To me, the connection of the word rachamim to rechem means that the ability to be compassionate is part of our very being from the beginning.
In her book, Armstrong notes a theory which I understand has been refuted by many scientists. But I still like it, so it doesn’t matter to me whether you hear it as fact or myth. It is still powerful.
She says that in the “deepest recess of their minds, men and women are indeed ruthlessly selfish. The egotism is rooted in the “old brain” which was bequeathed to us by the reptiles that struggled out of the primal slime some 500 million years ago.” She writes that these creatures were motivated by what are referred to as the “four fs”: feeding, fighting, fleeing and reproduction. She continues: “But over the millennia, human beings also evolved a new brain, the neocortex, home of the reasoning powers that enable us to reflect on the world and on ourselves and to stand back from these instinctive, primitive passions.”
I find this idea to be so deeply meaningful if only as midrash. It is reflected in our Jewish tradition of yetzer ha-tov and yetzer ha-ra, the good inclination and the evil inclination which in at least one classic rabbinic text is represented, not as good vs. evil, but as the self-centered vs. the altruistic and compassionate inclinations. These two tendencies struggle for dominance in our minds and actions. This concept teaches that a part of us is hard wired to be compassionate and that we only need allow it to take precedence over the self-serving parts of our soul.
Compassion is so important in so many arenas of life, most notably in our relationships with one another. But, let me share some thoughts first on the issue in the public arena.
Where is the compassion in our nation? Why, during this election season, are words of kindness and concern and empathy and sympathy not universally expressed? Why, even given differences in our perspectives on policy, are we so often hearing words which degrade and demean other human beings with no compassion and simple kindness?
We see this in the discussion relating to refugees or those in this nation illegally and yes, there must be limits to compassion when it comes to public policy. We have to understand that self-preservation is critical. But, our policies and our priorities as communities and as a nation need to be rooted in respecting individuals and accepting and honoring the basic humanity of another man and woman, whomever and wherever they are, no matter what they look like and, I can not believe that I have to say this, how much they weigh. For they are us. And this is what America must stand for.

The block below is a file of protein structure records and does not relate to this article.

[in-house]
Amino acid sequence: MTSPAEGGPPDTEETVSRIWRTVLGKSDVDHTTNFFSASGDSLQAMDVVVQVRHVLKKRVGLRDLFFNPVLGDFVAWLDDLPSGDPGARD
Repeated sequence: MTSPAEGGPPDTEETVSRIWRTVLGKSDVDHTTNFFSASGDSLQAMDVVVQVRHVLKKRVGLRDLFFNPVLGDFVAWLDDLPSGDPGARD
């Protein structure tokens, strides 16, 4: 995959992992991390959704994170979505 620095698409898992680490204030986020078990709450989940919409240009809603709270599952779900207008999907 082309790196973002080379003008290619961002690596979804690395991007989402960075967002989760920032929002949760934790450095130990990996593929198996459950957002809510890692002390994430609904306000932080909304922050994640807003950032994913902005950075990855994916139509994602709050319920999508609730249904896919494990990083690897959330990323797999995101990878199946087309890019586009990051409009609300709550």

And it is what our community must stand for and I am so proud of the efforts of our Jewish Family Services regarding refugees in our community. You will hear more about this and volunteer opportunities tomorrow morning.
Now, I should be point out that Karen Armstrong ends her 12 step program with a chapter called: “Love your Enemies”. I’m really not there. We need to have enough concern for ourselves and our needs to protect ourselves and our families.
But, we would do well to remember the words of the classic rabbinic text, Avot deRabbi Natan which is the basis of the title of Rabbi Eilberg’s book: “Who is a hero, one who turns an enemy into a friend”. It is not prudent to show boundless compassion for those who intend to hurt us but, seeking out ways to better understand another individual and to perform carefully chosen acts of compassion may in fact turn an enemy into a friend and that I have seen happen in my own professional life.
That is why I am so distraught over those who have given up the dream of an end to the Israel/Palestinian conflict and refused to even consider the possibility that there are many Palestinians who are just as frustrated and sick over the continued conflict as Israelis are and who have been so deeply harmed by the past 50 years of occupation. And that is true no matter to whom one ascribes the blame for the suffering of the Palestinian people.